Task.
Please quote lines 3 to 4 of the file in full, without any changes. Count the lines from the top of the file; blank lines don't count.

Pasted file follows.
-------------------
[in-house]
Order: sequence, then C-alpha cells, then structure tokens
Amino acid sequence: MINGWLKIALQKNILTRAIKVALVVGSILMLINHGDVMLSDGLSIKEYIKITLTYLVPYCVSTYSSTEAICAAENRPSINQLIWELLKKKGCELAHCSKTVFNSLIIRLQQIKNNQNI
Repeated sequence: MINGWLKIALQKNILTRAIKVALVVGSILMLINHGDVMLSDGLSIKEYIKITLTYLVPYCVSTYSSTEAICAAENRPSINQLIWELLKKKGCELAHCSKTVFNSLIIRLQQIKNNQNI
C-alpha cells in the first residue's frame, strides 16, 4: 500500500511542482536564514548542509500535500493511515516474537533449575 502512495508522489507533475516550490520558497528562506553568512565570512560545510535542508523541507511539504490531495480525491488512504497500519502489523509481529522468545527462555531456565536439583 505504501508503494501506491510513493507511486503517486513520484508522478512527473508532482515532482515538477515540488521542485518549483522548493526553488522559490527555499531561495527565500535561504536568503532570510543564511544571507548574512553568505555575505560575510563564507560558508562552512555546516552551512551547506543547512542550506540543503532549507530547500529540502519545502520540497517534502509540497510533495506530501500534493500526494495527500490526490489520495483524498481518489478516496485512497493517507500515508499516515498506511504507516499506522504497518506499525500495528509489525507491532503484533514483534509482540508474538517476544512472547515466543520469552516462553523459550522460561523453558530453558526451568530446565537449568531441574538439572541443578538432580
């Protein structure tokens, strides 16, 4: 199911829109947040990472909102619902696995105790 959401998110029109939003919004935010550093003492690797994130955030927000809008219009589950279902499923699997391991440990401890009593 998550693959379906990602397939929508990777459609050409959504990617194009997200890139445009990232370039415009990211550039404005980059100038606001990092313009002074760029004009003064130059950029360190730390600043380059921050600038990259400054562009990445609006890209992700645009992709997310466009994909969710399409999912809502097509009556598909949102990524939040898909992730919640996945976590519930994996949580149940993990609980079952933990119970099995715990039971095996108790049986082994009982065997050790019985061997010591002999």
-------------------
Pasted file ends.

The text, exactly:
Amino acid sequence: MINGWLKIALQKNILTRAIKVALVVGSILMLINHGDVMLSDGLSIKEYIKITLTYLVPYCVSTYSSTEAICAAENRPSINQLIWELLKKKGCELAHCSKTVFNSLIIRLQQIKNNQNI
Repeated sequence: MINGWLKIALQKNILTRAIKVALVVGSILMLINHGDVMLSDGLSIKEYIKITLTYLVPYCVSTYSSTEAICAAENRPSINQLIWELLKKKGCELAHCSKTVFNSLIIRLQQIKNNQNI